How Democratic Was the Roman Republic?






How Democratic Was the Roman Republic?

Ward, Allen M.

New England Classical Journal 31.2 (2004)

Since the collapse of the Soviet Union and the rise of Western democratic triumphalism that followed in its wake, few in the West respect a government that does not conform to Western democratic ideals. That is no problem for historians of ancient Greece, since it is considered the birthplace of those ideals and, therefore, no stigma is attached to their field of study despite the eventual rise of monarchic Hellenistic empires. For most of the past century, however, historians of ancient Rome have had no period of democratic, or even semi-democratic, freedom to earn contemporary respect and approval for their field of history. The dominant view, which owes much to the great nineteenth-century German historian Theodor Mommsen, has been that the Roman Republic was an oligarchy. The last significant appearance of a belief in the democratic nature of the Roman Republic was in the decade following the defeat of the German, Austro-Hungarian, and Ottoman empires by the alliance of the Western democracies in World War I, another period of Western democratic triumphalism. Now, perhaps not coincidentally, a new group of scholars is trying to make the case for a more democratic Roman Republic. A close analysis of the evidence will show that this effort is misguided.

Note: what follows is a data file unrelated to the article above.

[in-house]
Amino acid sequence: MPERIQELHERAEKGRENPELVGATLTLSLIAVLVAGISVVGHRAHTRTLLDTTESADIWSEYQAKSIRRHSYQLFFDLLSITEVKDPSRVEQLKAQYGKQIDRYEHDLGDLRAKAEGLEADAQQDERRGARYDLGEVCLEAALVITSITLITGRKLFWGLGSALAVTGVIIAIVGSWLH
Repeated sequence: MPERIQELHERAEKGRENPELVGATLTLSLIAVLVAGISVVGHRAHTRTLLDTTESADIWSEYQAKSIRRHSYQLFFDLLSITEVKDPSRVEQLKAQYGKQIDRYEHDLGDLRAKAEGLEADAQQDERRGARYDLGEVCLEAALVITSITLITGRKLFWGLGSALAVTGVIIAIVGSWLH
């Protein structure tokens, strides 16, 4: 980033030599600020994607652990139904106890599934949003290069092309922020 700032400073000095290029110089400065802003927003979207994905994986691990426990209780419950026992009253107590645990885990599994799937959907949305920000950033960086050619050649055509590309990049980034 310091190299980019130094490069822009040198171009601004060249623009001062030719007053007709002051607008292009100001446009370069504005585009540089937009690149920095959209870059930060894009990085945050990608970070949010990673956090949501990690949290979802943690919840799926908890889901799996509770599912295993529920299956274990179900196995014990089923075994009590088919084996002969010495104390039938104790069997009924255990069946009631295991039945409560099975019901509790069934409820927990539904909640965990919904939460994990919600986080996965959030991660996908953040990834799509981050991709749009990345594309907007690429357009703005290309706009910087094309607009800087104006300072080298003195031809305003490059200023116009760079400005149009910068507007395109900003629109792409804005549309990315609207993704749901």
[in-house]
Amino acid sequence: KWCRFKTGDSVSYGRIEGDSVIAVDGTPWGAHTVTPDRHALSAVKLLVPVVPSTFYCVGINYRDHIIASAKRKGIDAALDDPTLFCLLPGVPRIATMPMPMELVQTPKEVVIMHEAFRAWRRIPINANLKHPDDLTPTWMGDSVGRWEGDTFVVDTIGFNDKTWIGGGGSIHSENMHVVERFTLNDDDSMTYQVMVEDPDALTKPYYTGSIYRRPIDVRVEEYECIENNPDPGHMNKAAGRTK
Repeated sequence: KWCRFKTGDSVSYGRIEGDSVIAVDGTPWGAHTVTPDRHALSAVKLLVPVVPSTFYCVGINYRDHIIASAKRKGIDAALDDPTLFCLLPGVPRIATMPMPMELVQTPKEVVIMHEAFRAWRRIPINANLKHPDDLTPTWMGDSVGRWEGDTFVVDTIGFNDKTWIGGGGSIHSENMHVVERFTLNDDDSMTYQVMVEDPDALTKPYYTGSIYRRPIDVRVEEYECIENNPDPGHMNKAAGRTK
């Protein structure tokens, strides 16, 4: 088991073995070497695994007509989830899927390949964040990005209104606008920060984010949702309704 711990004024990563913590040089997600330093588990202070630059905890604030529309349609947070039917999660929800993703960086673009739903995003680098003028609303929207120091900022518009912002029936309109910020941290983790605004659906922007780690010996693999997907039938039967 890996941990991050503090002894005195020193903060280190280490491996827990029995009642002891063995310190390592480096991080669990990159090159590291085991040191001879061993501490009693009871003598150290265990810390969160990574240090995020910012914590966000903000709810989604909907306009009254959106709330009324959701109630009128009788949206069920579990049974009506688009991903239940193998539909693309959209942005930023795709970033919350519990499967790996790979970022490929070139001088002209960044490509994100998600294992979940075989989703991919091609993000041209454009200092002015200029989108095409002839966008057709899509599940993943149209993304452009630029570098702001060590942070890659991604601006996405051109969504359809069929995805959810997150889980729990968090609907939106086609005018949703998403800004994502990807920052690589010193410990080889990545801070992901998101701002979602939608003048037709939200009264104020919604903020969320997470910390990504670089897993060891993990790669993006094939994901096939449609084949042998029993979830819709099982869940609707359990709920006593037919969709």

Ultimately, of course, all who wish to define the Roman Republican constitution draw on the famous analysis of Polybius, the philo-Roman Greek historian who tried to explain to his fellow Greeks how and with what sort of constitution the Romans had come to dominate the Mediterranean World from 220 to 167 B.C. In his view, one of Republican Rome’s great strengths was that its constitution embodied the Greek philosophical ideal of a balanced mixture of the three good types of constitution: kingship, aristocracy, and democracy. This balance prevented any one element from dominating the other two and thereby produced the internal stability that had acted as a brake on the natural cycle of constitutional change from monarchy to kingship to tyranny to aristocracy, to oligarchy, to democracy, to mob rule (ochlocracy), and back to monarchy. For Polybius, the democratic element in the constitution comprised the popular assemblies and the tribunes of the plebs, the instruments of popular sovereignty, while the elected magistrates constituted the element of kingship and the Senate was the home of the aristocracy. Only, however, by exaggerating the role of popular sovereignty in the Republican constitution and ignoring all of the constitutional and extra-constitutional restraints on the democratic exercise thereof could the Roman Republic be represented as democratic in modern eyes. Indeed, when Polybius himself used one word to describe it in the time of Scipio the Elder, he called it aristocratic, so that he seems to have viewed the balanced Republican constitution as aristocratically colored at that time, although a good case can be made that in the 130s and 120s he saw the democratic element becoming stronger, with negative implications for the future.

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